On 29 and 30 November, we attended the 8th International Capital Conference (ICC) – the leading China-Europe business event.  The 8th edition dubbed “ICC: The Gateway to China-Europe Business Opportunities” focused on China and Europe business collaboration along the Belt and Road Initiative (BRI). For a complete list of speakers click here.

Screen Shot 2017-12-02 at 22.41.50

Here are our five key takeaways:

  • Trust building is essential to BRI’s success

Building trust is essential for a meaningful engagement between China and Europe under the BRI framework. This was a recurring theme brought up by both European and Chinese speakers. Distrust, fuelled by political and cultural differences, persists to the detriment of the BRI. As emphasised by former French Prime Minister Jean-Pierre Raffarin, it is “a challenge to communicate BRI – a long-term strategy – to short-term focused European countries”.

An issue that alarms both European politicians and businessmen is the close link between Chinese politics and business. The former fear China’s strategic agenda, the latter that Chinese companies may pursue political rather than economic logic.  Mitigating these doubts takes trust, yet establishing trust requires time. China has to give its partners time to become accustomed to the galloping pace of BRI. Overreach and haste are only likely to result in backlash; for example, Germany’s and the EU’s security concerns after an unprecedented flurry of Chinese investments across Europe in 2016. Hence, without building trust and pursuing reciprocity, the world’s excitement for BRI may well turn to uneasiness over China’s ambitions.

  • Proceed with caution

Bad investment stories tend to be more visible than good ones, as emphasised by Dick Sluimers, Extraordinary State Counsellor of Netherlands. Therefore, Belt and Road needs to proceed gradually, and ensure the early projects score convincing wins. In the words of Matthew De Morgan (CEO, Duferco), “success will breed success if the first few projects are done right”, and will help to dispel any negative perceptions of the BRI. Deals should not be pursued too aggressively, and the appropriate due diligence must always be carried out. Steve Howard, International Advisor to the Asian Infrastructure Investment Bank, remarked that the AIIB – even with its thorough and rigorous investment process – is having great difficulties finding suitable private sector projects. Hence, for now, quality of projects is more important than quantity.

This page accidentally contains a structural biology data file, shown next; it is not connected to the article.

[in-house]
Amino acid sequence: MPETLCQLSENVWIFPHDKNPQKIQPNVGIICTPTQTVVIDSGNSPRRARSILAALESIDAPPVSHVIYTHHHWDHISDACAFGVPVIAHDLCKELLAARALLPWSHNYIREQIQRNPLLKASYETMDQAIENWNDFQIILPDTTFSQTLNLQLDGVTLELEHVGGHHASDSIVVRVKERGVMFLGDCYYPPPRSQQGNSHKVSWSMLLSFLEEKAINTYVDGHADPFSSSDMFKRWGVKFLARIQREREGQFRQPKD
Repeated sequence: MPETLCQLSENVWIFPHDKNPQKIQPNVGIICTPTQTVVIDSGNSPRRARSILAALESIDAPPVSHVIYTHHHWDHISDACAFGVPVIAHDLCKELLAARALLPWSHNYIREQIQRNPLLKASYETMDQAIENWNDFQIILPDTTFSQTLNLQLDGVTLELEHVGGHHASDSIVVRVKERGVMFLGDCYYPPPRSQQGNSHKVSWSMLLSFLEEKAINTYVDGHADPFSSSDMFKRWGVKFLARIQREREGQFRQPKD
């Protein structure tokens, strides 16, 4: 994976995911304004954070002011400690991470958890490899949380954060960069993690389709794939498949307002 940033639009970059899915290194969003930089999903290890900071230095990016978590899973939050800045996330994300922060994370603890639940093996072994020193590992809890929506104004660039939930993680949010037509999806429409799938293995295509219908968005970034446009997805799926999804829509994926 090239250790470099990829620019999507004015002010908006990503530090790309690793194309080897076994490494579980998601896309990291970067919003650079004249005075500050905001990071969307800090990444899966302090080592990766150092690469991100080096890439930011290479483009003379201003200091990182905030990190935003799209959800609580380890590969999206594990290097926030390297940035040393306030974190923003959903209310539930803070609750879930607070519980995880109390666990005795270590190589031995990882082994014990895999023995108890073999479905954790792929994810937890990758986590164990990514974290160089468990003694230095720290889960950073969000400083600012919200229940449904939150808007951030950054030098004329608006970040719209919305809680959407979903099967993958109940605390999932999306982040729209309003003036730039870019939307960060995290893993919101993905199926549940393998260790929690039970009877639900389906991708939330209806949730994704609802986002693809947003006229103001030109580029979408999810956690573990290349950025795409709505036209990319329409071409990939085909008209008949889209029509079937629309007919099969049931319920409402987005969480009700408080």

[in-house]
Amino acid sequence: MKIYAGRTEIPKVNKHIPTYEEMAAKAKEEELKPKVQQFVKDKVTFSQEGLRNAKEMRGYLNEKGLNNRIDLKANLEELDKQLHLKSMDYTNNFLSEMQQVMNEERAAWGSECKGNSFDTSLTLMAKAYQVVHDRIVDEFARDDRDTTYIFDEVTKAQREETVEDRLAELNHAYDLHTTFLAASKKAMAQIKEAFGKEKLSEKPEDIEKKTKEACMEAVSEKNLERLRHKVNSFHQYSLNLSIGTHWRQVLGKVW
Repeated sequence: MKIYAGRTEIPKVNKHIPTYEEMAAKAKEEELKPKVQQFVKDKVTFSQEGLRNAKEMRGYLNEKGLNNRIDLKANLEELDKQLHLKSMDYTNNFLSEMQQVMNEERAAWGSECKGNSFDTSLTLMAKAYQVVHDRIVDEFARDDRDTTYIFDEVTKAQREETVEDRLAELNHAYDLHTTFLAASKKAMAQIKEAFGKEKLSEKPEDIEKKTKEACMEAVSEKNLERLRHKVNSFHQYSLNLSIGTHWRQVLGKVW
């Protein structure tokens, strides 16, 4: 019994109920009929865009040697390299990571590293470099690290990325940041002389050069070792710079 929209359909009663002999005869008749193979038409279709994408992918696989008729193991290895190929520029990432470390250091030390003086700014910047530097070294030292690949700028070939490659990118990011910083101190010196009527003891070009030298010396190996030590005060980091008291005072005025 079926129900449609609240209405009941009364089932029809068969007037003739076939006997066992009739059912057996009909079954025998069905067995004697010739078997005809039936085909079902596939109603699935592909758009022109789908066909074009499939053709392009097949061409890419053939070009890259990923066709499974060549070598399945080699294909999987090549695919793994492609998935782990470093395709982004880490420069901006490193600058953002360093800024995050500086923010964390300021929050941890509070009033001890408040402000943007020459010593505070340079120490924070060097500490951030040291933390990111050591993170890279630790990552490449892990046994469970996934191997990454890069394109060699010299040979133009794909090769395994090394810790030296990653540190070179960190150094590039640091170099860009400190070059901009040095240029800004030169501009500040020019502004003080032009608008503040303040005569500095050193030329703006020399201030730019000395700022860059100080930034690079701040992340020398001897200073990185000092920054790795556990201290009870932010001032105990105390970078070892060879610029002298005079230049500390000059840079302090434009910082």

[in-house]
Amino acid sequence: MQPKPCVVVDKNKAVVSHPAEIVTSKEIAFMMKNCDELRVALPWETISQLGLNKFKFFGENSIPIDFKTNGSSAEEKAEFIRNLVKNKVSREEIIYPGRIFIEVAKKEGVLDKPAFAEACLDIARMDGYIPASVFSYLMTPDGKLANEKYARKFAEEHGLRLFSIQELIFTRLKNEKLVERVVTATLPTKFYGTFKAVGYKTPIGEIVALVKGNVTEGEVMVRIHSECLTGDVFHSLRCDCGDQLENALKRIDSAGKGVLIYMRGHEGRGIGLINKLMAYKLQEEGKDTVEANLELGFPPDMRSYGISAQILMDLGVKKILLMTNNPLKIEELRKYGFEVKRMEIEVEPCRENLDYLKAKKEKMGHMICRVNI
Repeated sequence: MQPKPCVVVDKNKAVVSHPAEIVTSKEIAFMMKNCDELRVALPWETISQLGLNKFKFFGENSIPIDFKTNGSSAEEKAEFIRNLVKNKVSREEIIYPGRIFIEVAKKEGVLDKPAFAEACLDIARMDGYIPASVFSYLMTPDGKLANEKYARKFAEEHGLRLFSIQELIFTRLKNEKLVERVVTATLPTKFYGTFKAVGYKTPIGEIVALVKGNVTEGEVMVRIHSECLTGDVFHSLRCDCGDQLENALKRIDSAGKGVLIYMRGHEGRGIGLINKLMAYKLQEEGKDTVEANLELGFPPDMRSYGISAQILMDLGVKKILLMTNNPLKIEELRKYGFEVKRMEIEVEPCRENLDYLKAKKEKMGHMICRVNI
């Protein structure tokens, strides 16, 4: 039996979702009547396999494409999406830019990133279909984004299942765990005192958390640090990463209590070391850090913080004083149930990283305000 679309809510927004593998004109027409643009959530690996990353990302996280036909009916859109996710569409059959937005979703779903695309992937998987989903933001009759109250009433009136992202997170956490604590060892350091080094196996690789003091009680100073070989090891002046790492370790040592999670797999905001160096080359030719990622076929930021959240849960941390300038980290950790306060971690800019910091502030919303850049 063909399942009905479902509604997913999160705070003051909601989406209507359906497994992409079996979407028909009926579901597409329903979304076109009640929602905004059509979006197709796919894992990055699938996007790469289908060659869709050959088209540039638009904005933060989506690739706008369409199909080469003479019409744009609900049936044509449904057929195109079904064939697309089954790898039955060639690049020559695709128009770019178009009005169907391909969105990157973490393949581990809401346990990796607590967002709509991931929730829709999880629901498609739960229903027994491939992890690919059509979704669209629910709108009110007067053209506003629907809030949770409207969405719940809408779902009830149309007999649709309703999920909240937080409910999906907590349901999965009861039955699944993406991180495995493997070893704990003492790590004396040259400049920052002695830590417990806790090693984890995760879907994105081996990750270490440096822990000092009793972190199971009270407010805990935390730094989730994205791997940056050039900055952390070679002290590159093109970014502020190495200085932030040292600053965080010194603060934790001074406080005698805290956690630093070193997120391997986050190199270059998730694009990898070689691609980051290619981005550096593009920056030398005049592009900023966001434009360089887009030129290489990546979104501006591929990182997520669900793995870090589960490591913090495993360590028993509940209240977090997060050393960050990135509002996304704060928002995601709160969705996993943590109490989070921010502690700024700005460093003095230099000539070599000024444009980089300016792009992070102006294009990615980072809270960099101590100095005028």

• The future is green

Given the retreat of the United States, it was stressed that environmental cooperation could become a bedrock for collaboration between China and Europe. Charles Liu, Chairman of Hao International, noted that, for the first time in 30 years, the phrase: “economic construction is the central task” was not mentioned during the Party Congress. Moreover, the new principle contradiction facing China is that “between unbalanced and inadequate development and the people’s ever-growing needs for a better life”. The inferences from these shifts in rhetoric at the Party Congress show that China will no longer blindly pursue GDP growth, but instead the emphasis will shift towards the quality of growth and environmental preservation. Given that the EU is already the world leader in terms of environmental standards and food safety, it makes sense to cooperate in this field.

The Chinese Academy of Social Holdings (CASH) suggested the development of new fuels, such as methanol, could be a key source of collaboration between China and Europe. For example, CASH will soon launch the “Green Development Fund of Funds” in an attempt to attract environmental R&D to China – and European investors are key targets.

  • China will lead the Fourth Industrial Revolution

The next Industrial Revolution is set to be powered by RAID (Robots, Artificial Intelligence, Internet of Things, and Data). While the United States remains the leader in the development of these technologies, Mark Beilby (Chairman, Meeto) argued that China’s societal embrace of these technologies (for example, rapid adoption rates of WeChat, Alipay, bike-sharing and food delivery apps) will allow it to become the leading country for the usage of these RAID technologies. Increasingly it will make sense for countries to conduct their R&D in China given the proximity to the end-user, and hence China will slowly begin to bridge its R&D gap.

  • European investors want to get involved

European institutional investors, both private and public (e.g. the European Investment Bank), are keen to participate in Belt & Road infrastructure projects, however, it is difficult for them to gain access as things stand. Jurgen Gerke, CEO of Allianz Capital Partners (a large investor with close to EUR 20 billion under management) spoke about the need for a platform that helps to facilitate public-private partnerships. Whilst some private sector players do not have the investment horizons suitable for long-term infrastructure projects, others are sufficiently patient. For example, the average duration of an Allianz infrastructure asset is 45 years. Given that the Chinese state has limited financing capabilities, tapping into these pools of external financing will help push the BRI to new heights. The need to involve a wider number of stakeholders in BRI was also a recurring theme, with Jense Eskelund (Managing Director, Maersk China) noting that BRI is likely to encounter significant difficulties if it is seen as a top-down and unidirectional initiative.

PhotoCredit: Beltandroad.blog
Beltandroad.blog covered the developments of ICC 2017 as they unfolded on twitter @beltandroadblog. Follow us on Twitter to receive updates about the content of similar events we will attend in the future.